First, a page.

Newspaper article The Christian Science Monitor

China Pulls Hard on Reins to Slow Runaway Inflation BELT-TIGHTENING TIME

Newspaper article The Christian Science Monitor

China Pulls Hard on Reins to Slow Runaway Inflation BELT-TIGHTENING TIME

Article excerpt

IN recent days, Beijing has declared a war on inflation that analysts say carries high political and economic stakes for China's ruling communists.

After months of wavering over steps to curb inflation and runaway growth, a cash crisis in the banking system and outbreaks of rural unrest forced the government to act.

In a report by Wen Wei Po, a pro-China Hong Kong newspaper, Beijing detailed 16 belt-tightening measures aimed at taming 20-percent urban inflation. Some Chinese analysts claim the measures are harsher than those taken in 1989.

At that time, rising prices and hoarding of consumer goods precipitated government economic tightening and a power struggle that led to the Army massacre of pro-democracy demonstrators in Beijing and other cities. To defuse new turmoil, the plan calls for tightening bank credits, freezing price reform, cutting government spending, and restricting real estate speculation.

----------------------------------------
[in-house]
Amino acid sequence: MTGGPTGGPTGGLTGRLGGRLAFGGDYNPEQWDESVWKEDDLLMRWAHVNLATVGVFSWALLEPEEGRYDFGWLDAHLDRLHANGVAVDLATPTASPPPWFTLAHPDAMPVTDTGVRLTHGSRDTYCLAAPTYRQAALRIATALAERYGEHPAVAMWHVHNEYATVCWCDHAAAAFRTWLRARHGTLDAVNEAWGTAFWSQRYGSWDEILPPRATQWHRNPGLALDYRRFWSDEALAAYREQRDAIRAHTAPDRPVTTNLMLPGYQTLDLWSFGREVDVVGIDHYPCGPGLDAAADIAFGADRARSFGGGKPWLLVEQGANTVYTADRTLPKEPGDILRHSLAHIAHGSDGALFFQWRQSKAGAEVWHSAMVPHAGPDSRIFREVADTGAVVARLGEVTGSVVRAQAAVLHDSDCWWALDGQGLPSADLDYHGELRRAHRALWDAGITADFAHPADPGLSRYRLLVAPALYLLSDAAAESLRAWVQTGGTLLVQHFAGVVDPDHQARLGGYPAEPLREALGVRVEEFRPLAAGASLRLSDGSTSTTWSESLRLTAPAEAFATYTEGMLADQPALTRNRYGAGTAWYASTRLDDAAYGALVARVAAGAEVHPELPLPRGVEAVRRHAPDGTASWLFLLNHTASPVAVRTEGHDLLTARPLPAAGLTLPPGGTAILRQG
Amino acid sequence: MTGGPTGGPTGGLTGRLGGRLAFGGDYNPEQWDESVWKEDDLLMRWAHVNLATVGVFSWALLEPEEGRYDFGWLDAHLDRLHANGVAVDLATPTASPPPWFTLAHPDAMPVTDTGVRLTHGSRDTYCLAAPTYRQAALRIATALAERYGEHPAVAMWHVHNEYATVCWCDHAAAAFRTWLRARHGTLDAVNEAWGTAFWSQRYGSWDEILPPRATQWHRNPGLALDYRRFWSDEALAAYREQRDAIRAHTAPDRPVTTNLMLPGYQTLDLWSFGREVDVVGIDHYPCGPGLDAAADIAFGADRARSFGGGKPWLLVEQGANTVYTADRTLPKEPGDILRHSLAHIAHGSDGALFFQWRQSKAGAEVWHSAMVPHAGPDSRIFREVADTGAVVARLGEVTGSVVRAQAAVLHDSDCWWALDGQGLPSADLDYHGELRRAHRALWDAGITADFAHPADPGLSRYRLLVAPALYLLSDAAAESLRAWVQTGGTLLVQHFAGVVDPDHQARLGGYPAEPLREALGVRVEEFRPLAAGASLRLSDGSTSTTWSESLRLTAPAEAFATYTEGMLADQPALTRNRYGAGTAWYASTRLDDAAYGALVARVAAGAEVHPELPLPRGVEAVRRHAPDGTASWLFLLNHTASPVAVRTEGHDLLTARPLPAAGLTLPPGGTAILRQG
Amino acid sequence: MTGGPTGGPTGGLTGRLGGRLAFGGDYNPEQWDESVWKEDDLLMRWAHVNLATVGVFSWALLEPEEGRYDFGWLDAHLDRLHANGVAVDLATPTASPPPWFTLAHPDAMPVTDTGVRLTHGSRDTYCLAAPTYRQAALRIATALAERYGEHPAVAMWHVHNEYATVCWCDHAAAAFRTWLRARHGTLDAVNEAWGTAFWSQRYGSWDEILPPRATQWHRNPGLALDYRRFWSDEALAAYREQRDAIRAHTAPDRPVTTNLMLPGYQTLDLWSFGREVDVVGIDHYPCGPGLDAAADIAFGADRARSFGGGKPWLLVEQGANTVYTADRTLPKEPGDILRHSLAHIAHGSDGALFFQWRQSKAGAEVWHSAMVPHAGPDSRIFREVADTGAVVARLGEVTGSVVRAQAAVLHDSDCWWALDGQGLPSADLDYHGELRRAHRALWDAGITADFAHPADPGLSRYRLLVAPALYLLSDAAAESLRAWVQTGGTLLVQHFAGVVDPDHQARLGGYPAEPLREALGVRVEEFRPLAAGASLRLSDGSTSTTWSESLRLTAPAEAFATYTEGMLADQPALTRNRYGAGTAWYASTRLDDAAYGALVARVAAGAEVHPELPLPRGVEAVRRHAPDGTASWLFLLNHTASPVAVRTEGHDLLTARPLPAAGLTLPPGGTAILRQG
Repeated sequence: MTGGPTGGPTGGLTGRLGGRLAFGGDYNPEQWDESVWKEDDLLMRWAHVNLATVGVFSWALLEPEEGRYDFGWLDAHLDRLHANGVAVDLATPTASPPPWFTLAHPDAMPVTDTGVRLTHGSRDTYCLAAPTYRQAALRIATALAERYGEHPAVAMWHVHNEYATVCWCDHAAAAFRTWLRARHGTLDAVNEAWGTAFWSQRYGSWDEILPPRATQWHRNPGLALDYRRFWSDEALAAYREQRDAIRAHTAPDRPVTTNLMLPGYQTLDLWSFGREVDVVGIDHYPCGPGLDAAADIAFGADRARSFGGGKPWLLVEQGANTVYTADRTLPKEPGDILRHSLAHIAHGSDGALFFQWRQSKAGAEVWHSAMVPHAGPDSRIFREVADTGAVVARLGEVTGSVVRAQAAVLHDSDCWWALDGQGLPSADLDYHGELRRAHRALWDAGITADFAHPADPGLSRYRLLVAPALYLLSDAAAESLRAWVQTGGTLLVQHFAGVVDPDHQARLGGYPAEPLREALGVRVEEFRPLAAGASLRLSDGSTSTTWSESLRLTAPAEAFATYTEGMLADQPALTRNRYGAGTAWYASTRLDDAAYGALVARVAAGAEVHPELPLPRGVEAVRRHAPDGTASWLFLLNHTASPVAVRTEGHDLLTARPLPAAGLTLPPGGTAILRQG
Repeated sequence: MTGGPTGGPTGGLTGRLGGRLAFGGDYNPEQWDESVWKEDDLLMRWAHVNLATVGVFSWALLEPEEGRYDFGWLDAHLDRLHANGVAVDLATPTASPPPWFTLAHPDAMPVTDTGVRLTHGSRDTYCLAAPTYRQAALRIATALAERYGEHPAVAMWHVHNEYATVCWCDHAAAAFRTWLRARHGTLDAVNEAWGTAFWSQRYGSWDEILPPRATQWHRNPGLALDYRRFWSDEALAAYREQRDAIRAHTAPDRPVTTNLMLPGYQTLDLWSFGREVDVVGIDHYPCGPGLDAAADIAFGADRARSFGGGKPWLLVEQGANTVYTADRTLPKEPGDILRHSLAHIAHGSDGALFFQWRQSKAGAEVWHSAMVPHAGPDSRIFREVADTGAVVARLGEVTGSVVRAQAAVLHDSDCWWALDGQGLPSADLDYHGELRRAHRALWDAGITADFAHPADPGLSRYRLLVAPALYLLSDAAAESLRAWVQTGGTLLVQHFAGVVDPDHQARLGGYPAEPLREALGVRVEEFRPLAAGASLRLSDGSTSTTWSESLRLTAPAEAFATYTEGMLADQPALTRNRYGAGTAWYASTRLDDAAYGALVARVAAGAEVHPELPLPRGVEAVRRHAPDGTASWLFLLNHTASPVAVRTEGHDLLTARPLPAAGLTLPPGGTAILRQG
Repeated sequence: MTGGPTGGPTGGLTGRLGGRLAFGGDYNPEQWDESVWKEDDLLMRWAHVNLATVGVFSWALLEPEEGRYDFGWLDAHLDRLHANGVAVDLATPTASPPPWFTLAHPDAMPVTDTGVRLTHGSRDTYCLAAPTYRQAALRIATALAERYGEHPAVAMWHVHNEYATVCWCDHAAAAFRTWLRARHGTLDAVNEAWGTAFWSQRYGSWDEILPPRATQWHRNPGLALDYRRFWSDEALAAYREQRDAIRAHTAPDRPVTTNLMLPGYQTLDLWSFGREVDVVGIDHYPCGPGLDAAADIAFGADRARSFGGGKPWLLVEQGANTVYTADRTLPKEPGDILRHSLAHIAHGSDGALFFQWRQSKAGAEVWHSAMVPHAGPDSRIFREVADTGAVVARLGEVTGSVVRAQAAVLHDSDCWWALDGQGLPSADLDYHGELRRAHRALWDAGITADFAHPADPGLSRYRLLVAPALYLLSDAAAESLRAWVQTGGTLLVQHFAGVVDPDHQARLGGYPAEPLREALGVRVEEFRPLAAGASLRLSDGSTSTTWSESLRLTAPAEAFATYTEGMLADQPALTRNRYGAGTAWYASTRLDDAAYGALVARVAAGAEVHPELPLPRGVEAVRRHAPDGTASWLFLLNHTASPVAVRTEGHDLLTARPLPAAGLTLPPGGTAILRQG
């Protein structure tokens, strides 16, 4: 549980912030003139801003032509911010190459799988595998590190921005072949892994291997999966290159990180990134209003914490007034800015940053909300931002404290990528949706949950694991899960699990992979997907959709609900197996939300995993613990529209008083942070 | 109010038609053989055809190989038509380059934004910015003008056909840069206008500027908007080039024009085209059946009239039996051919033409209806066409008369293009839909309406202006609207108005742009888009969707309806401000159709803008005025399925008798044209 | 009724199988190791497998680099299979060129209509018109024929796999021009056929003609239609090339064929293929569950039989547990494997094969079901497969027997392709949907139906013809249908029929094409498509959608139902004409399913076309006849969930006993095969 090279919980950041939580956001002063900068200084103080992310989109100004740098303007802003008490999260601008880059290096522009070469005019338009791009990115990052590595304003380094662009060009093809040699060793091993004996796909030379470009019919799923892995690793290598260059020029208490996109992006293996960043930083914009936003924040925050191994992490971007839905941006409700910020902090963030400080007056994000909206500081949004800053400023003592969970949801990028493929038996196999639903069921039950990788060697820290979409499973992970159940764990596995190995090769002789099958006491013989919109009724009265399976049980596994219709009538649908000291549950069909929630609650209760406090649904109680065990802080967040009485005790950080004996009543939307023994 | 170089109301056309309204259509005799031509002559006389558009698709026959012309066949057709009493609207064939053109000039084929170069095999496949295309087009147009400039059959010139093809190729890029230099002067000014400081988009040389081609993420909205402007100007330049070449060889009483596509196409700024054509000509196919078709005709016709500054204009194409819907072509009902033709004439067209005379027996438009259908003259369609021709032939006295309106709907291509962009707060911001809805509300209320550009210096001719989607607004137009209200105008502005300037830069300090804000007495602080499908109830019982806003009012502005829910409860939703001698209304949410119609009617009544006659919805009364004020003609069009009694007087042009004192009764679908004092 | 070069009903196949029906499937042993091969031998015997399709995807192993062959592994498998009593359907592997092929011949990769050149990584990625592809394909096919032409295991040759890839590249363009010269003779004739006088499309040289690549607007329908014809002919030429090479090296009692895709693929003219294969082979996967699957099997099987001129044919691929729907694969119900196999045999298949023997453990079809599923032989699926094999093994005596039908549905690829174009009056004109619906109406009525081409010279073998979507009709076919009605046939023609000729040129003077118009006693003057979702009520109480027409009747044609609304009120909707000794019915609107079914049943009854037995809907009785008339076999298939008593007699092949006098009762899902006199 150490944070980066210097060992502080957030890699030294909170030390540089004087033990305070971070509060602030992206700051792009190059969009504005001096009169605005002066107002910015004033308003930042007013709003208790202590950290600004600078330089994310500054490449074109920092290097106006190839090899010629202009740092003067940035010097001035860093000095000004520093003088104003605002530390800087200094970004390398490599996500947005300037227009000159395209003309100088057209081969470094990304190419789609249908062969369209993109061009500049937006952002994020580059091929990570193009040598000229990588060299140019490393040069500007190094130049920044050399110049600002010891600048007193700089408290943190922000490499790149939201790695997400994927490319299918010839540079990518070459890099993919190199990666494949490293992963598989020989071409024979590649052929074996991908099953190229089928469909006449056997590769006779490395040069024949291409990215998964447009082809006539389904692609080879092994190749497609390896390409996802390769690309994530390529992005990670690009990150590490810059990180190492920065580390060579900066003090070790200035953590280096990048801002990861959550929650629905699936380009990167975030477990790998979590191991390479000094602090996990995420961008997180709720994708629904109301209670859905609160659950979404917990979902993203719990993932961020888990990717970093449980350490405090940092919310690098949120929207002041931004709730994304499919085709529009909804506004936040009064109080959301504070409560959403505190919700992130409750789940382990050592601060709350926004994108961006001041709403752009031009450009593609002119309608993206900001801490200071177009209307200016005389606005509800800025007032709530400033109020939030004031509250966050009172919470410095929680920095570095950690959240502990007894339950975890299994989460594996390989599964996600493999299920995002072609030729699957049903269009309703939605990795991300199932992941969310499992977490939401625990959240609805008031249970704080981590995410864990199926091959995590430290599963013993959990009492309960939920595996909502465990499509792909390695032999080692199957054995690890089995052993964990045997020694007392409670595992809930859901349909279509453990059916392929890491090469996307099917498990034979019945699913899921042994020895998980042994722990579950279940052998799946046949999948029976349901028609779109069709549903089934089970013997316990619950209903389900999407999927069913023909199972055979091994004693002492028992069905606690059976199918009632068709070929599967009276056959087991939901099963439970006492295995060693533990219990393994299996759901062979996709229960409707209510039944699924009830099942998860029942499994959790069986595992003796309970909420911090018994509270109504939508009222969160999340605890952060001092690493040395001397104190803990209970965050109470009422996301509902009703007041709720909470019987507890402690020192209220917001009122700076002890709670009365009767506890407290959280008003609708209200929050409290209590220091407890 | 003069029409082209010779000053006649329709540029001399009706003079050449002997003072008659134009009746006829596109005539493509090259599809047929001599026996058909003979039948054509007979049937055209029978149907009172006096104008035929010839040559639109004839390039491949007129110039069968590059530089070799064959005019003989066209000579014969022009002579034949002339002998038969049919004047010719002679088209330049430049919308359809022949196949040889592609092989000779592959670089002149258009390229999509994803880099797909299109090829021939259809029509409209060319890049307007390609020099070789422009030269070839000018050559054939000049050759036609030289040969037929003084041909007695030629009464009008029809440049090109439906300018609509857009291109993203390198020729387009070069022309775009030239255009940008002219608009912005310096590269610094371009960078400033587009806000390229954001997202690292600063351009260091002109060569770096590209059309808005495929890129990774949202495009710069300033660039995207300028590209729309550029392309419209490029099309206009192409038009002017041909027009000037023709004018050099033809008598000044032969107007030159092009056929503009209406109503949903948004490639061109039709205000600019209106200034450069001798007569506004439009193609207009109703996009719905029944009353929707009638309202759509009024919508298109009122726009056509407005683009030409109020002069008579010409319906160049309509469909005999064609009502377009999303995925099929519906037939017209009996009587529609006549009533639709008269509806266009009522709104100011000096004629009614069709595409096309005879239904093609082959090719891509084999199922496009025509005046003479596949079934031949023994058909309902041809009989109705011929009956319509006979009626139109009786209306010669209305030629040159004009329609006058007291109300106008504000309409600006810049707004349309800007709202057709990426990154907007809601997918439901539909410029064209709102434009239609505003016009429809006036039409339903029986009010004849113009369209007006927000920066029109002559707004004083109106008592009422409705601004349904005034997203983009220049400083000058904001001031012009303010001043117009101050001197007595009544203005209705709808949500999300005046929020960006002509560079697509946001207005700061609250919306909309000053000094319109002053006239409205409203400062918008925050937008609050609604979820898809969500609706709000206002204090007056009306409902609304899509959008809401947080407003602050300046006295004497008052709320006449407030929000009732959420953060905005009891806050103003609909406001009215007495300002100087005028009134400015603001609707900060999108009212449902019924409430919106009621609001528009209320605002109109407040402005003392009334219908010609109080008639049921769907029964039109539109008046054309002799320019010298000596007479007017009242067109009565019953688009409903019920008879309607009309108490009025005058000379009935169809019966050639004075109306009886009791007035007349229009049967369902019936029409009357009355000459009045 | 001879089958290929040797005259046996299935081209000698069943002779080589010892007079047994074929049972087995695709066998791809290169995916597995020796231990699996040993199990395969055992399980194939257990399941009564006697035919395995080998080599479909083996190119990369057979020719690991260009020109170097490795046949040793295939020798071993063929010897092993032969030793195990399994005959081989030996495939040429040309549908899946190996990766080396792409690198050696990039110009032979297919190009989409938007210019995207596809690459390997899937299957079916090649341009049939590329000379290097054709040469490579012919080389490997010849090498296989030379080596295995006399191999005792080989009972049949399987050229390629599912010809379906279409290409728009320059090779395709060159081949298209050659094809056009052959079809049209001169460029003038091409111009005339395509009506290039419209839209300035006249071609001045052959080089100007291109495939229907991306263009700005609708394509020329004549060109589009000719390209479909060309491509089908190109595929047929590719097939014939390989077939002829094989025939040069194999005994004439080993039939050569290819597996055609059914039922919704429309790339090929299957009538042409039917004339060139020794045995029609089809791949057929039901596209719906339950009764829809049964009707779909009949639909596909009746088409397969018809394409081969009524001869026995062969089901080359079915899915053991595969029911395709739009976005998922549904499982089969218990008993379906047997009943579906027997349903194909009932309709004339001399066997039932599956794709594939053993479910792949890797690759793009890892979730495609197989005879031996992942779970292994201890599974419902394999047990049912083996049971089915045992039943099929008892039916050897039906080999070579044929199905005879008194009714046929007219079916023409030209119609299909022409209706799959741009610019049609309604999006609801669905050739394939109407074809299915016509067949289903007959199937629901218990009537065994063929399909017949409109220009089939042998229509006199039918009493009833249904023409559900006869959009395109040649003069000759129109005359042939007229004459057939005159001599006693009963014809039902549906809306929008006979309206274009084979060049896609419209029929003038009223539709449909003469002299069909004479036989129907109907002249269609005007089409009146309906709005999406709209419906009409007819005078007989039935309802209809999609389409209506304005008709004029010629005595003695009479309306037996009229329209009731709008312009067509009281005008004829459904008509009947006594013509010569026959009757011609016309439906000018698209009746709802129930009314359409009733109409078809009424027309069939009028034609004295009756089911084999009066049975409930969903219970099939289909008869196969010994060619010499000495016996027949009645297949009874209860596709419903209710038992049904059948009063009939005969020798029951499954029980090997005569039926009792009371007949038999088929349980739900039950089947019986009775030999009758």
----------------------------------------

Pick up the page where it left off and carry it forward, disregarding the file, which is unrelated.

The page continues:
Last week a senior Chinese cadre was summoned urgently to a briefing where leaders of work groups were asked to play down economic trouble and "concentrate on propagandizing the positive side and the very good situation so as to avoid social shocks," the official said.

Zhu Rongji, the government's economic troubleshooter and new head of the People's Bank of China, has taken steps to create a Western-style institution that implements monetary policy and operates with a measure of political independence. In the past, political dictates drove Chinese economic policy. Mr. Zhu has blocked banks from raising interest rates independently, barred payment of commissions for loans, and ordered an end to bank-funded businesses. In addition, the government has raised interest rates for the second time in two months.

The bank has hinted its intention to rein in two chaotic infant stock exchanges. In recent months, financially troubled state enterprises have scrambled to avoid collapse and rushed to issue shares as a way out of insolvency. …

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